Downloading PDF. Please wait... Issue 2203

Picasso: art that was part of the fight for peace

This article is over 12 years, 1 months old
Mike Gonzalez finds a yearning for peace and justice at the heart of Pablo Picasso’s work on display at the Tate Liverpool
Issue 2203
Pablo Picasso: The Charnel House, 1944–1945, oil and charcoal on canvas  (Pic: © Succession Picasso/DACS 2009 © 2009 Digital image, The Museum of Modern Art New York/Scala, Florence)
Pablo Picasso: The Charnel House, 1944–1945, oil and charcoal on canvas (Pic: © Succession Picasso/DACS 2009 © 2009 Digital image, The Museum of Modern Art New York/Scala, Florence)

Pablo Picasso may be the greatest of modern painters. He founded the Cubist movement, creating a new way of seeing the world.

Yet his best-known painting, “Guernica”, was created nearly thirty years later, when he was already internationally famous.

That great mural expressed—with enormous emotional power—Picasso’s horror at the destruction of the ancient Basque capital and the brutality of Franco’s conquest of Spain in the civil war of 1936–39.

As this brilliant exhibition shows, it was after the war that Picasso’s name, reputation and artistic skills were placed at the service of a political movement.

He had spent the war in Paris, living a private life and avoiding conflict.

But when he began to paint “The Charnel House” in 1945 (right), he returned to the theme of “Guernica”— the savagery of war and the massacre of innocents.

Based on newsreel footage of the bombing of a Spanish family home, it showed the twisted bodies of ordinary people beneath unfinished sketches of the content of their table—to dramatise how cruelly their lives had been destroyed in a moment.

From “The Charnel House” the exhibition leads you through a series of rooms that explore Picasso’s growing political awareness in the post-war years.

The still lifes might seem removed from any political purpose but, like the 16th century Dutch “vanitas” paintings, the skull on the table is a reminder of how fragile human life is.


The dove Picasso drew in 1948 was probably finished in a few hours, but it was adopted by a world peace movement in which Picasso was a central figure.

The Labour government reluctantly let him attend a peace festival in Sheffield in 1950, the first of many such events he appeared at.

The peace movement was to become a key instrument in winning people to supporting Russia in the Cold War confrontation between Washington and Moscow.

In 1944 Picasso had joined the French Communist Party (CP). And while he was certainly a useful public face for the CP, to his credit he resisted the pressures to paint propaganda—just as he had in 1937 when he painted “Guernica”.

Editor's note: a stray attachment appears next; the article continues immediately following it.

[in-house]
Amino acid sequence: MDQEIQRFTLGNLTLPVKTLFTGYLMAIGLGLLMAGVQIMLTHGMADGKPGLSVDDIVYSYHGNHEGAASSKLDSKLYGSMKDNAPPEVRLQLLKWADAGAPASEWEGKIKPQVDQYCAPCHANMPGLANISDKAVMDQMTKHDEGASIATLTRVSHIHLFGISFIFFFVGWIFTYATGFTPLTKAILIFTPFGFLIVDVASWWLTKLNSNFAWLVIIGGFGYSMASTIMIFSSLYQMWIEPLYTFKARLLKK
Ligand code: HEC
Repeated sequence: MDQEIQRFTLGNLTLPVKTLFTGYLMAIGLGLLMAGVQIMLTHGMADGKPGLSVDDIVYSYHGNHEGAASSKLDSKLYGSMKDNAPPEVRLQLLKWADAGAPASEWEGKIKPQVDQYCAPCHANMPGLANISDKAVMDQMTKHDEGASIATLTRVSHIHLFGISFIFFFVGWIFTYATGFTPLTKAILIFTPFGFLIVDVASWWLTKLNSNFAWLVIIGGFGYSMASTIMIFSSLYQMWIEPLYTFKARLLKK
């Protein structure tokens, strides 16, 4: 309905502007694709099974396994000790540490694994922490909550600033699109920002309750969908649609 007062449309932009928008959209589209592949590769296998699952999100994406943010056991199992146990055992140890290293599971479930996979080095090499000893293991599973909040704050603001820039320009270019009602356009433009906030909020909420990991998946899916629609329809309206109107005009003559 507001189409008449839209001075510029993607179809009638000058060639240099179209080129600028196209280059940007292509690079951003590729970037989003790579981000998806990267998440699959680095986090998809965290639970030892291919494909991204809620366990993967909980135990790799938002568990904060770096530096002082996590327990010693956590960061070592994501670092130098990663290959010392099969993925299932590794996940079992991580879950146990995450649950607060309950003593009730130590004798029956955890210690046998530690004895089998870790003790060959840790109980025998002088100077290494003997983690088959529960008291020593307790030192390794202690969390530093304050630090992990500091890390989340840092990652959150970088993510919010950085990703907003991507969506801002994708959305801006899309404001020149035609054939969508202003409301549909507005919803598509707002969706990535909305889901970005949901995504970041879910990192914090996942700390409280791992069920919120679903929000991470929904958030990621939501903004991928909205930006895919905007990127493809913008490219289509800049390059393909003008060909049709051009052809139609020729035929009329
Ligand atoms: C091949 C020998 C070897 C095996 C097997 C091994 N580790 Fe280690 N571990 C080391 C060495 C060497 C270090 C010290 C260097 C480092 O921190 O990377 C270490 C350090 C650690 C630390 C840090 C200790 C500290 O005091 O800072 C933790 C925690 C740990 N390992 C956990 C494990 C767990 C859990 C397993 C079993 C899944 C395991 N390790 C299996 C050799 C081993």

“I don’t tell the Russians how to run the economy,” he said, “so they shouldn’t tell me how to paint.”

But the themes that emerge again and again in the 150 works painstakingly gathered in the Tate Liverpool are a yearning for peace, a horror of violence and the brutal exercise of power.

This was a time in which, in his more public work, he revisited the great paintings of the past and made his own versions of them.

Delacroix’s “Women of Algiers”—a portrait of the members of a harem and their maid­—became more erotic and sensual in Picasso’s version.


The suggestion that the work was an expression of solidarity with the Algerian freedom struggle, however, is not very convincing.

But the curator’s argument that Picasso’s reworking of Velazquez’s “Las Meninas” is a satire on Franco’s imperial ambitions is more persuasive.

When Picasso reinterprets “Dejeuner sur l’herbe” it is to draw out the hidden sexual tensions in Manet’s original painting.

And “The rape of the Sabines” relocates Poussin’s 17th century original in the world of the Cuban Missile Crisis of 1962.

Lynda Morris, the curator whose dedication has made the exhibition possible, is clear about its importance. Until now, she says, the interpretation of Picasso’s work was in the hands of North American galleries who nervously suppress Picasso’s political commitment.

Twenty years after the fall of the Berlin Wall it is time to rediscover the artist as a peace activist who saw war as the charnel house where all that is human is destroyed.

Where better to say that than in Liverpool, with its long socialist tradition.

This is a historic exhibition, rich in meanings and revelations. It may only be one aspect of this extraordinary and prolific artist, but it is one that deserves to be acknowledged.

And for those who turn away from reality to look for a refuge in art, the message is that art and politics, in the broadest sense, are never far apart.

Picasso: Peace and Freedom is at the Tate Liverpool from May 21 to August 30. Entry is £10 (£8 concession). For tickets or information visit »

Sign up for our daily email update ‘Breakfast in Red’

Latest News

Make a donation to Socialist Worker

Help fund the resistance